In law, a frequently asked question is: “Can Lawyers Be Entrepreneurs, Too?”
Success means different things to different people. If you’re trying to build a successful law firm, the first step is to define what “success” means to you.
Some measure success by the longevity of the business.It makes the closure of companies like Hostess Brand Inc.—famous maker of Twinkies and baker of Wonder Bread—after 82 years of business serve as a warning beacon.
For the business of law, the past 30 years have experienced a steady drop in the share of young firms compared to all firms, according to a report by the Kauffman Foundation report based on new U.S. Census data.
This trend persists, and those companies that were less than five years old in 2010 comprised just 35 percent of all firms, down from 49 percent in 1982, according to the same data.
In a recession, starting a new law firm or even maintaining your old one is a badge of honor and of success. So how can you keep your doors from closing?
A classic philosophy measuring success touts the benefits of a diversified portfolio.
Law firms, for example, have been reaping the benefits of an oil-rich Gulf. Attorneys with a background in oil and gas industry affairs are seeing the job offers roll in.
“On his first afternoon at a new law firm, with his Oriental rug still unrolled and files still in boxes, Scott Schwind took an unexpected call. On the other line: a recruiter, asking if Mr. Schwind would be interested in moving to a rival firm that hoped to open a Houston office.”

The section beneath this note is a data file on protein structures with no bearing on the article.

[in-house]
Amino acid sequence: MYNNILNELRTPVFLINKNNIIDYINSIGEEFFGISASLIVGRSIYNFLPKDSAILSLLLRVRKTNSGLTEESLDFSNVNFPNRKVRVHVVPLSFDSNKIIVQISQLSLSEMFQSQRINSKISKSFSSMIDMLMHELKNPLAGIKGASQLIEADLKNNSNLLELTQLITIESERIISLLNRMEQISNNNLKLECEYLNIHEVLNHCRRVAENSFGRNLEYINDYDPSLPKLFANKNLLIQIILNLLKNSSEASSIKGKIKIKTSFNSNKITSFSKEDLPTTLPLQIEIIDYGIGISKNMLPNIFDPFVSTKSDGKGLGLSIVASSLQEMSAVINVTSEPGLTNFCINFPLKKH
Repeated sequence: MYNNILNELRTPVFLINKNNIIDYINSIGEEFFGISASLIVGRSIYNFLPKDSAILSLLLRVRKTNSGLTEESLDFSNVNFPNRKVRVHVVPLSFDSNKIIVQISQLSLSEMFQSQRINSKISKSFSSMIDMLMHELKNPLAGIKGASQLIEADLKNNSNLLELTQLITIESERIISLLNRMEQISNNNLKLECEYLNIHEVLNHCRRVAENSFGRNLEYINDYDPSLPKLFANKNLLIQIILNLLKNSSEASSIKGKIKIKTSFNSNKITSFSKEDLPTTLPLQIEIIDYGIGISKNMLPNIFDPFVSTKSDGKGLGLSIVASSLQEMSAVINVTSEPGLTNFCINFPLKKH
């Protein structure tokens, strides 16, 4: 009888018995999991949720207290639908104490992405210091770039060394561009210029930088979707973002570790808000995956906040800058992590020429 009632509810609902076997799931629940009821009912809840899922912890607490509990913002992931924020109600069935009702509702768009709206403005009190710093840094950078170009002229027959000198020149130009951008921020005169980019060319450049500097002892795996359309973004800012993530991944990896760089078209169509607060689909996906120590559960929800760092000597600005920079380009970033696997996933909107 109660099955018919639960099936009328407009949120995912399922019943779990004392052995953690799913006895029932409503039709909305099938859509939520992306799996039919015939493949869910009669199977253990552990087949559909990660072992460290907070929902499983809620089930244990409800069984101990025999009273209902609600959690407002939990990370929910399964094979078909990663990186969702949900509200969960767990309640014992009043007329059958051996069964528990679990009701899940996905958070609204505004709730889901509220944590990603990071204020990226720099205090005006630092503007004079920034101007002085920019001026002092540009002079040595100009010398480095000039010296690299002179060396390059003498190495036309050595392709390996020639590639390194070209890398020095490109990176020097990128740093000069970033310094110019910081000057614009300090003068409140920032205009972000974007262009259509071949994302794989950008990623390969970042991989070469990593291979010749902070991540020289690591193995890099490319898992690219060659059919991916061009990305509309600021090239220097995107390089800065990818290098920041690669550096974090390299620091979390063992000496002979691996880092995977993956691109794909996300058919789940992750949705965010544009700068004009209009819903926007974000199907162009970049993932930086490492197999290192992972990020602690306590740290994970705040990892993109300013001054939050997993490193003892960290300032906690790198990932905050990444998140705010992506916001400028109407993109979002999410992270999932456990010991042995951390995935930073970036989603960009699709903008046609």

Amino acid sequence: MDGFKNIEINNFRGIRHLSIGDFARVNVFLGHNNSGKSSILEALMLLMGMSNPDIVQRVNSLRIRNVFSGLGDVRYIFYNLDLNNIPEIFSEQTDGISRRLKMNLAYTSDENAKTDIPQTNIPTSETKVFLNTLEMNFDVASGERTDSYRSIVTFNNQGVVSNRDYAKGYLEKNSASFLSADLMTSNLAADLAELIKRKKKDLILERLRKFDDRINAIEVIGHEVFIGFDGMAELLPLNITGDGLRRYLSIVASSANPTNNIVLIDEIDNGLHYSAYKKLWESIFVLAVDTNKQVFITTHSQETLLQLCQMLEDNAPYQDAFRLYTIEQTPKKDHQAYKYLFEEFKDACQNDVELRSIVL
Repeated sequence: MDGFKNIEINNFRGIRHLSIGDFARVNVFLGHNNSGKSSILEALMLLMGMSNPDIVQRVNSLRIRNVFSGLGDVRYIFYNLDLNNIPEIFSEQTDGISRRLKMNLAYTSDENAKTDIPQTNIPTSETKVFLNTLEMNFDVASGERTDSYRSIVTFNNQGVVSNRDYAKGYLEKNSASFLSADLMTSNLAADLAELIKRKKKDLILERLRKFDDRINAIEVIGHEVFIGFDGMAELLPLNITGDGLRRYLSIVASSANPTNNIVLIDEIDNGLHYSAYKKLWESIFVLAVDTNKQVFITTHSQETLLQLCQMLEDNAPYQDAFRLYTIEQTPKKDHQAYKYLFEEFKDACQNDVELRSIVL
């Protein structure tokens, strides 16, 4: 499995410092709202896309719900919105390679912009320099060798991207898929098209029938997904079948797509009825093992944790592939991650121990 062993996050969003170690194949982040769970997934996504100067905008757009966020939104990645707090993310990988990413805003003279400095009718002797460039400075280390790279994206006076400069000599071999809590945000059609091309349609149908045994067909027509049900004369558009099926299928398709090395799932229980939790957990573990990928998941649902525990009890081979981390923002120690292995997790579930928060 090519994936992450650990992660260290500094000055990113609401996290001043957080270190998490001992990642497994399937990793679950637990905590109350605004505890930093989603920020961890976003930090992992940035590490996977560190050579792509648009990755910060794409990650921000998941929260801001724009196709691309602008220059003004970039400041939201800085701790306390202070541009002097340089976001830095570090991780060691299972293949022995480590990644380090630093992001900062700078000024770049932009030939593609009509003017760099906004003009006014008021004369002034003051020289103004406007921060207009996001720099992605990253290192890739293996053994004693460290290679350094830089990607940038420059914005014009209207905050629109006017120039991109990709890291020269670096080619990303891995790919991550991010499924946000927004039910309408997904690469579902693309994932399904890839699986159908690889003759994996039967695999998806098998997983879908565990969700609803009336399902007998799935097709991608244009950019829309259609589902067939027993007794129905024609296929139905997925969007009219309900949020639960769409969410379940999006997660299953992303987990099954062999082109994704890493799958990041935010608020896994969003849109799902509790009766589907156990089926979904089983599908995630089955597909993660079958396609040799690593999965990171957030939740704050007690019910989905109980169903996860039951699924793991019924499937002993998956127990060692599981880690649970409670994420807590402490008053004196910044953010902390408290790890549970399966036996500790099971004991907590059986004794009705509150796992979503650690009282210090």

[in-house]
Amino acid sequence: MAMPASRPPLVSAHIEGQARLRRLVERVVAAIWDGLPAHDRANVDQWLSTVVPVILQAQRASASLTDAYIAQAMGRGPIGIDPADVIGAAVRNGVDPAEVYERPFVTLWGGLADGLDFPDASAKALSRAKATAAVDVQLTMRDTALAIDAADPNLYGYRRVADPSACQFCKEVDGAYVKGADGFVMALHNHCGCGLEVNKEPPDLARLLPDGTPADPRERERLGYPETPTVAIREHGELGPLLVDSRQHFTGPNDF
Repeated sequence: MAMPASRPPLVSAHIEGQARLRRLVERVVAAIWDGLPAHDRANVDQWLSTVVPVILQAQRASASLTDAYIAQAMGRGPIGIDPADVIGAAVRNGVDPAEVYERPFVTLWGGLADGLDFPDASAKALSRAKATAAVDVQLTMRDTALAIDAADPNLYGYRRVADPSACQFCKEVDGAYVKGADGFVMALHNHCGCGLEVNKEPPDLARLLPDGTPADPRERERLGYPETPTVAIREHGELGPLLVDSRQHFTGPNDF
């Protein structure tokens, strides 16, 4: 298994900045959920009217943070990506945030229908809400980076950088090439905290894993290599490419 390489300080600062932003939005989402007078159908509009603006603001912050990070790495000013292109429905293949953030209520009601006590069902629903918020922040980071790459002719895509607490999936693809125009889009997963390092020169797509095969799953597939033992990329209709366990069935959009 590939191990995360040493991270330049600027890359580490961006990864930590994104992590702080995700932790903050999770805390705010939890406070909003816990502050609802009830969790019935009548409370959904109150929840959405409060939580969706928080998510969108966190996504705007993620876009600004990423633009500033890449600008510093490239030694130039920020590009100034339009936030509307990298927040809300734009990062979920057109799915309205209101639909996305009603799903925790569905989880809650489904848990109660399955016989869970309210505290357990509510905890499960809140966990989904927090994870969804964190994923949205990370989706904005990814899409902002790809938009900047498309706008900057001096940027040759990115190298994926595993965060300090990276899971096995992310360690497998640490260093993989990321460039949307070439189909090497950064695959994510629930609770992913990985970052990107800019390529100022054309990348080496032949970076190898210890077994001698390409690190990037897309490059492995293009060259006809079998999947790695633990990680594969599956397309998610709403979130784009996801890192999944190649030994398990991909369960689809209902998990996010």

“I don’t know how they knew I was here,” Mr. Schwind, a 41-year-old who specializes in international energy deals, said to the Wall Street Journal.
“I’d love to be flattered by it, but frankly it’s a reflection of what’s going on in this market.”
Although mergers-and-acquisitions field are still sluggish since the financial crisis, high oil prices and a boom in U.S. drilling the past decade have increased the number of energy deals. Now, 13.5 percent of mergers-and-acquisitions volume revolve around oil and gas, as opposed to just 5.3 percent a decade ago, according to Dealogic (via WSJ).
To survive—nay, succeed—maybe it’s a good time to consider opening a Houston-branch of your firm.
Finally, speaking of well-oiled machines an easy measure of success within the field of law is pure wealth. Liquid businesses keep their doors open.
And, law firms flush with cash can often attribute this success to highly-accredited accountants.
- Knowledge of taxes, business budgets, and payroll.
- An understanding of the business and daily operations of the field of law
- Versatile job function (accountant, attorney, and litigation consultant in one!)
- Higher degree, so higher billable hours to clients
- Constant and steady stream of work (there will be no lulls for this employee)
Instead of questioning whether or not lawyers can compete with the legacies of Steve Jobs, Bill Gates, William Penn, or even Oprah Winfrey, why not innovate by re-drawing your definitions of success.
You may find that drafting a clear vision for your business is the only line to seperate your law firm partners from the next generation’s biggest entrepreneurs.